January 5, 2018

Finding your voice

When I was a teenager, my next-door neighbor Robby got an electric guitar. He brought it over to my house one day and I instantly fell madly in love with it.

I was so smitten with Robby’s guitar that I somehow convinced him to leave it at my house instead of taking it home with him.

(I don’t recall exactly how I did that but if memory serves, he was more of a sports guy and he didn’t really care about the guitar that much.)

And so began my lifelong love affair with electric guitar.

It was the early 80s. I was a HUGE fan of Rush and Van Halen. I devoted every hour after school to slowing down their albums with my finger trying to figure out how to play Limelight just like Alex Lifeson, and Eruption just like EVH.

This is how musicians typically learn to play. They copy their heroes.

They learn every note and bend and slide and so on until it’s all “in their fingers” - i.e., it becomes subconscious muscle memory.

But after a while, copying isn’t enough for most players.

They surpass their heroes technically, or they give up because the technique is just too hard for them to emulate, or they mature beyond the musical style.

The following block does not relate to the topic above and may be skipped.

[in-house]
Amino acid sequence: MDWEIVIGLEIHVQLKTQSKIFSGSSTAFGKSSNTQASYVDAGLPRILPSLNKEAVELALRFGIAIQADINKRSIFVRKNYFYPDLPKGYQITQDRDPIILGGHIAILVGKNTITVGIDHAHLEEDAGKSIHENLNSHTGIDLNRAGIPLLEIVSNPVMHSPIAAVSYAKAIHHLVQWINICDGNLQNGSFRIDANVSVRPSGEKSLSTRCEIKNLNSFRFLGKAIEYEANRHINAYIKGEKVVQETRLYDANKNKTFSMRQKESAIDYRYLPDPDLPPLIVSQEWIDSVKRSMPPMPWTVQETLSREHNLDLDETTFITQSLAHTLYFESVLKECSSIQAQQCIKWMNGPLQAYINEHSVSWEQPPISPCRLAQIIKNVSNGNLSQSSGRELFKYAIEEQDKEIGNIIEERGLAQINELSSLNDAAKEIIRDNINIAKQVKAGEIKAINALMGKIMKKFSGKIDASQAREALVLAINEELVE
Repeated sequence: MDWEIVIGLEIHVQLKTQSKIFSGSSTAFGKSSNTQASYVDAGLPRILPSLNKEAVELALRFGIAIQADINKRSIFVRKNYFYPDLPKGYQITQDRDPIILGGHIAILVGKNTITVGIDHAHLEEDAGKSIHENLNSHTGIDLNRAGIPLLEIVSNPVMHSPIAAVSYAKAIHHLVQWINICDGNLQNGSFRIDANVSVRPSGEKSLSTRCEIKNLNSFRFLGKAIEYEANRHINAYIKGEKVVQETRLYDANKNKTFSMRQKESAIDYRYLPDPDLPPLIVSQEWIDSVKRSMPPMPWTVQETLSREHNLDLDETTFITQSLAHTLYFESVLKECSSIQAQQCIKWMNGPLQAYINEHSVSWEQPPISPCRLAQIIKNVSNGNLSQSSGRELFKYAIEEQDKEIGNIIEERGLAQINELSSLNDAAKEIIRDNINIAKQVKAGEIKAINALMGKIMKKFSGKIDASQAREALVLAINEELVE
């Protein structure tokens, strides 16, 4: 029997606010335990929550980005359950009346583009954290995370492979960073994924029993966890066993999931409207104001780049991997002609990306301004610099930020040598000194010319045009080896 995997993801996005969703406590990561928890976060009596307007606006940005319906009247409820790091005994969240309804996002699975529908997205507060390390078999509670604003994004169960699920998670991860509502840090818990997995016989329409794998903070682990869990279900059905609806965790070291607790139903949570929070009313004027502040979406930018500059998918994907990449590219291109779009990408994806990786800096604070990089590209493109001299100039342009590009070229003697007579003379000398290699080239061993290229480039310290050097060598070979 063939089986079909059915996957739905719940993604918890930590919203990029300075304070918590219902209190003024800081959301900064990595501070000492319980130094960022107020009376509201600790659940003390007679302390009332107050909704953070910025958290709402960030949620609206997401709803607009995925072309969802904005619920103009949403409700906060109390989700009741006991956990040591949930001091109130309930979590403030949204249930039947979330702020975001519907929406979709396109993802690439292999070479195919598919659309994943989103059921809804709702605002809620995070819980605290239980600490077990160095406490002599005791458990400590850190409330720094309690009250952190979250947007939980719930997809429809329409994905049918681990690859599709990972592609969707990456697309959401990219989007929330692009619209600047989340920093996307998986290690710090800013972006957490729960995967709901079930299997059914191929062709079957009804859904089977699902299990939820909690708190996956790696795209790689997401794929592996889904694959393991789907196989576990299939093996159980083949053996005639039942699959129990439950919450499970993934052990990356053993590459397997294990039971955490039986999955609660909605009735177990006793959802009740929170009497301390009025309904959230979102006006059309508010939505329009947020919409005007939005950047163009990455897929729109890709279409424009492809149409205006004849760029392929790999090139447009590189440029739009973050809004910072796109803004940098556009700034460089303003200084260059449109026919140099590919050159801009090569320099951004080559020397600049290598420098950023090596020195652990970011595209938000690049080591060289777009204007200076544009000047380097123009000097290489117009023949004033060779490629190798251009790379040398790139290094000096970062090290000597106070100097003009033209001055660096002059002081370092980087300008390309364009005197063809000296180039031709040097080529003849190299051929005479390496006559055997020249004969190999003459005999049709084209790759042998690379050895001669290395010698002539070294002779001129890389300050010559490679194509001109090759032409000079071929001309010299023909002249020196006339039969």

And at that point, they’re finally ready. Ready to blaze new territory. To find their own style. To contribute something new.

This stage is generally referred to as “finding your voice.”

So... what does this have to do with business?

In my experience working with hundreds of independent professionals, there seems to be a parallel between how musicians learn to play and how devs learn to “business.” They both start by copying what’s worked for others.

Ask yourself:

Yes? I know I did. And there’s no shame in that.

When you’re first getting started, it makes a lot of sense to follow in the footsteps of the greats who have gone before you.

But eventually, it’s not enough.

Eventually, clients can’t tell you apart from the competition. Of course, they can’t! You’re all copying from the same sources and from each other. The only difference they can perceive is price, so they naturally gravitate to whoever is the cheapest.

And this is all fine.

Until it’s not.

When you’re sick of competing on price, and sick of losing deals to posers, and sick of wondering where your next paycheck is coming from... that’s when you know you’re ready.

It’s time to find your voice.

More tomorrow! Stay tuned...